Ben Lui - 1130m
Ben Oss - 1029m
Beinn Dubhchraig - 978m
Friday 10th November 2017
Weather/Conditions: The beginning of winter! Dusting of snow on the tops and some wind (to our backs) - snow tornadoes being blown across the flank. Cold all along the tops, then a nice descent by Allt Coire Dubhchraig into ever-dimming light.
Distance/Ascent/Time: 17.5km / 1700m / 8h 45m
I met James at Dalrigh at first light. The trip over Rannoch Moor had been a bit Mordor, with magnificent dark curtains of hail across the hills. But as is so often the case, I seemed to pop out to benign weather over the pass into Tyndrum. Beinn Dubhchraig was clear ahead, with a sprinkling of new snow over it's upper reaches.
We took one car to Glen Lochay, crossed the river and began the big forest bash to Beinn a' Chleibh. For the most part the route was fine, but it degenerated to a crawl at one or two points. Munro bagging, eh. Once the west flank is gained, the rise to the summit is brilliant. The sun was making an appearance now. The Cruachan hills in the west looked shapely in a fresh coating of winter snow, and to the north the Etive hills looked somewhat darker.
Beinn a' Chleibh flattens off and a cairn arrived soon after. Ben Lui was ahead, a snow-spattered mass. It really loses all definition on this side.
We took a quick break, crossed onto Lui and headed up it's south-west flank. It was a great moment to pop out at the top of Coire Gaothach and have that massive view open out to the north-east. James is talking about a winter route here soon. I'd like to do that too, it's a mountain I cannot believe I haven't been on more.
Ben Oss followed afterward. It was lovely to get this perspective on Lomond and Arrochar again. You realise just how much high land there is in this part of the world. The Glen Falloch road is tucked into a fold in the hills and out of sight. There are entire tracts of land here that just are not visible or known, unless you get out onto the hills and walk.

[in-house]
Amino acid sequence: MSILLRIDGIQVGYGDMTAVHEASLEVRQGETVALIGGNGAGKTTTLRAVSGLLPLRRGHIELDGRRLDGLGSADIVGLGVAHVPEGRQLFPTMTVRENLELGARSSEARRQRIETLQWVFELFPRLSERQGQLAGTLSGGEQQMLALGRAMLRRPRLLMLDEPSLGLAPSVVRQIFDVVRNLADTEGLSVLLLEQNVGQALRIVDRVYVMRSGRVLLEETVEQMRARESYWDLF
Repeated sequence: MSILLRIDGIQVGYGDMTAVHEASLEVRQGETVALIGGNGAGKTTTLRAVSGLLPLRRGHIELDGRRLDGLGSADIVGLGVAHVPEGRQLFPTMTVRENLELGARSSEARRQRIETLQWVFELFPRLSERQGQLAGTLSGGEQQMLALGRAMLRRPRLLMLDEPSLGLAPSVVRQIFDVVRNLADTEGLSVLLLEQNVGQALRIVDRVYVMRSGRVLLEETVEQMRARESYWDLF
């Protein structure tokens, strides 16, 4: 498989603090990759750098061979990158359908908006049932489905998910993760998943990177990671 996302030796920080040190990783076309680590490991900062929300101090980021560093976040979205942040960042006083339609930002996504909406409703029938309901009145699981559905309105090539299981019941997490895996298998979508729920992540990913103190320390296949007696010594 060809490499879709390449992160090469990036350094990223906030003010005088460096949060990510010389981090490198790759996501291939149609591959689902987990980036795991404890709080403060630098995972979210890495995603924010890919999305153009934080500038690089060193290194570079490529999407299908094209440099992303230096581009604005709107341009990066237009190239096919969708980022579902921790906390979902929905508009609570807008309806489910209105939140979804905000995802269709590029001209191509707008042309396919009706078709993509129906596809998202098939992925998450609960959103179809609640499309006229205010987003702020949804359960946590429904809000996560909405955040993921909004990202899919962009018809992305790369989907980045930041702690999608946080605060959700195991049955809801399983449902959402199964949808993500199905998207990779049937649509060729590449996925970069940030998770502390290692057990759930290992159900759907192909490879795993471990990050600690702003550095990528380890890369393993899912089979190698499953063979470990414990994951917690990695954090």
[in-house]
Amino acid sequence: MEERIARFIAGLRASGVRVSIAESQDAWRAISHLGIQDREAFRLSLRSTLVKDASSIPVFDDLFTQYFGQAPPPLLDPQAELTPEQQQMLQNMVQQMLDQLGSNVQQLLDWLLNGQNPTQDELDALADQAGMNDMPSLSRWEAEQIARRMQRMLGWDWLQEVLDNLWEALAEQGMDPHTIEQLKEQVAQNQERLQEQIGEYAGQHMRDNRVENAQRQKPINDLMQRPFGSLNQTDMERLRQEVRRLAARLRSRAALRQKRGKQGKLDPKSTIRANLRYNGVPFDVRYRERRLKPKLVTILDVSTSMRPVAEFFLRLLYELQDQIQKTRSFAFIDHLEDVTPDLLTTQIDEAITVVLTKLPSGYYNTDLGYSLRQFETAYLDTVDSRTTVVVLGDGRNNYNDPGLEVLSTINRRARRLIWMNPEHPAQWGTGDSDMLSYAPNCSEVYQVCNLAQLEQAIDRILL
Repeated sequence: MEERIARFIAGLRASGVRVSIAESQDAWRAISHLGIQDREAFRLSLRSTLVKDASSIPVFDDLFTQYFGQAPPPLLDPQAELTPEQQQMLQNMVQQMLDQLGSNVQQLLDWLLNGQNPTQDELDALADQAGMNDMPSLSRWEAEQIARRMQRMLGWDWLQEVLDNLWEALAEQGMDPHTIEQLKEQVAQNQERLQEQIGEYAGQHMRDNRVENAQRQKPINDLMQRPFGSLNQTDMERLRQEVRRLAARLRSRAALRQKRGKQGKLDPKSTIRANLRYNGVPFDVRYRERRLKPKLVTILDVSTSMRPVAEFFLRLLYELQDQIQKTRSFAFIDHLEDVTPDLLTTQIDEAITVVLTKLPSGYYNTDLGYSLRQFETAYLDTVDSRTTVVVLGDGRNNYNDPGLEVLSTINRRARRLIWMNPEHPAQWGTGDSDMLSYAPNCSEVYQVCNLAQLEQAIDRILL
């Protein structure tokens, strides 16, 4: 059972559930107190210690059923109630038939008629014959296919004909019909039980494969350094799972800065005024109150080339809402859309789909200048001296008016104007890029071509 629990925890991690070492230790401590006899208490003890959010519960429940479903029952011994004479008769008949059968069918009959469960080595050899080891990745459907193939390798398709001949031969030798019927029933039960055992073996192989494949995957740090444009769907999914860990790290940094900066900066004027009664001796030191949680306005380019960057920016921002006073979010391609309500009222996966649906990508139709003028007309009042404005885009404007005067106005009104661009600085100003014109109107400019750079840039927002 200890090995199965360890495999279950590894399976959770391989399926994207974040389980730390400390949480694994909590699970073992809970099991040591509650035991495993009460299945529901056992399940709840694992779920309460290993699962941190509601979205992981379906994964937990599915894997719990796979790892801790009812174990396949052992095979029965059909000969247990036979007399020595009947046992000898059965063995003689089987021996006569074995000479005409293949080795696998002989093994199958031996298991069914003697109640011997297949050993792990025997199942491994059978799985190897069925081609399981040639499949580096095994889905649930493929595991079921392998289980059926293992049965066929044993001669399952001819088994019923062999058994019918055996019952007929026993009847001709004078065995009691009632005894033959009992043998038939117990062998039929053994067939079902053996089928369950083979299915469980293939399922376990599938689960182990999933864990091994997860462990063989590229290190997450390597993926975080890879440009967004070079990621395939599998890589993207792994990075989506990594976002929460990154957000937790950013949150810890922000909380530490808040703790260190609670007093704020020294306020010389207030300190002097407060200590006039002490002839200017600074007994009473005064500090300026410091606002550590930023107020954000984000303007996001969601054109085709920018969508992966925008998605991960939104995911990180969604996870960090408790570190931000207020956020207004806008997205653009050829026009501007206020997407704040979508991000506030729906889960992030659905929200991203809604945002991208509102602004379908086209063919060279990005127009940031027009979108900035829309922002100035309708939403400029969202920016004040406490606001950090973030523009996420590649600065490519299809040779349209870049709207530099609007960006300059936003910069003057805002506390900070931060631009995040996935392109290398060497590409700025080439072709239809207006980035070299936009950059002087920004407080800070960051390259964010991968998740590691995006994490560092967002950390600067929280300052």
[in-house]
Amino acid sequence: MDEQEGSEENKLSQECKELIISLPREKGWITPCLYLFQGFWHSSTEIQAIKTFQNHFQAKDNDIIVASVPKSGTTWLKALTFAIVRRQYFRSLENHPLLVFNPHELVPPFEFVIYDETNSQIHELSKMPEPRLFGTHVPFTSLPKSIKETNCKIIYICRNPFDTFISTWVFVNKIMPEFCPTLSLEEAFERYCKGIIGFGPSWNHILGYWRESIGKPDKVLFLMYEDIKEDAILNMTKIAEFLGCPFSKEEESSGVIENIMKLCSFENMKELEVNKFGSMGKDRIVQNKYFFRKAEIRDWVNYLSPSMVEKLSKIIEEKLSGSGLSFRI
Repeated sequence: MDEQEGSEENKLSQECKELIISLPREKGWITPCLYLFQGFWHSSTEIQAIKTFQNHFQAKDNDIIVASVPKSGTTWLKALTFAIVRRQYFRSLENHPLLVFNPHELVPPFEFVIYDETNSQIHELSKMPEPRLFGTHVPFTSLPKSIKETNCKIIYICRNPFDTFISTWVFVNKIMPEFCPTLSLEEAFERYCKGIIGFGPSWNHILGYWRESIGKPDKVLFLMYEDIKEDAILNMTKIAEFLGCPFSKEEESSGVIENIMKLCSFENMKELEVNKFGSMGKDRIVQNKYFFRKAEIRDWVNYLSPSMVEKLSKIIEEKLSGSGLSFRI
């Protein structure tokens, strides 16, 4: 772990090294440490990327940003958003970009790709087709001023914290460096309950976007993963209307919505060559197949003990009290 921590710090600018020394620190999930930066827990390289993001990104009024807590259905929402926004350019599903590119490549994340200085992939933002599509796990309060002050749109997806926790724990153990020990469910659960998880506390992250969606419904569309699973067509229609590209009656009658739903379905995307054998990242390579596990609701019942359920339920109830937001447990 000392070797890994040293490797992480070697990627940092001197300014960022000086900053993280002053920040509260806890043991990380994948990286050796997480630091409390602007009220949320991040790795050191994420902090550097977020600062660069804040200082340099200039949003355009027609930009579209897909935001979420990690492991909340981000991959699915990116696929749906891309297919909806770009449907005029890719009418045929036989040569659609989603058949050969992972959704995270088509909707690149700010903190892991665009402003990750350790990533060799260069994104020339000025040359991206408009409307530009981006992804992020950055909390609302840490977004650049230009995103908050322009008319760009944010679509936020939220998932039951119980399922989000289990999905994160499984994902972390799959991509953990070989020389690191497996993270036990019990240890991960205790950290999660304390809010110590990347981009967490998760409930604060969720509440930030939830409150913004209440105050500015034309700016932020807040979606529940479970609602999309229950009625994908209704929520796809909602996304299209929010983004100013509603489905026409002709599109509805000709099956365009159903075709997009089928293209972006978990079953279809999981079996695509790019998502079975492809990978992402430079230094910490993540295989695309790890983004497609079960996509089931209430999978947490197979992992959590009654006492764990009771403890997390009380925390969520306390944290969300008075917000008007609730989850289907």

All day the wind blew cold and picked up spindrift. It felt cold all day. But I was glad to be here; it's been too long. Beinn Dubhchraig gave another Munro eroded path, another head to the ground and grind the miles out. The descent of Beinn Dubhchraig was an unexpected highlight of the day. Previously I'd dropped down the north ridge of Dubhchraig which takes you to Cononish. Instead we dropped direct north off the summit into the coire, then picked up the line of the watercourse, Allt Coire Dubhchraig. The bubbling river alongside passes through a number of rock types, all at once looking like schist, sandstone; various levels of metamorphism whatever the underlying rock type. The path strikes the upper edge of a little gorge, then beyond drops into the Caledonian Forest. And this area of native woodland is one of the most southerly remaining patches left. Forget the plantations in adjacent Gleann Auchreoch, I would wish to see more of this woodland.
In gathering darkness we slipped and slid between bogs, to emerge out at the river. Another river crossing; it feels like I've done a lot of those this year. Without much care I dove in until the water was part-way up my legs, and with boots sloshing we walked the final miles back to the Dalrigh and James' car. We arrived back in very last light, and without headtorches! A Real Food burger filled a hole, then we headed home our respective ways.
(0.00) 8.35am Car, Glen Lochy
(2.07) 10.42am Beinn a' Chleibh
(3.30) 12.05pm Ben Lui
(5.25) 2.00pm Ben Oss
(6.30) 3.05pm Beinn Dubhchraig
(8.45) 5.20pm Car, Dalrigh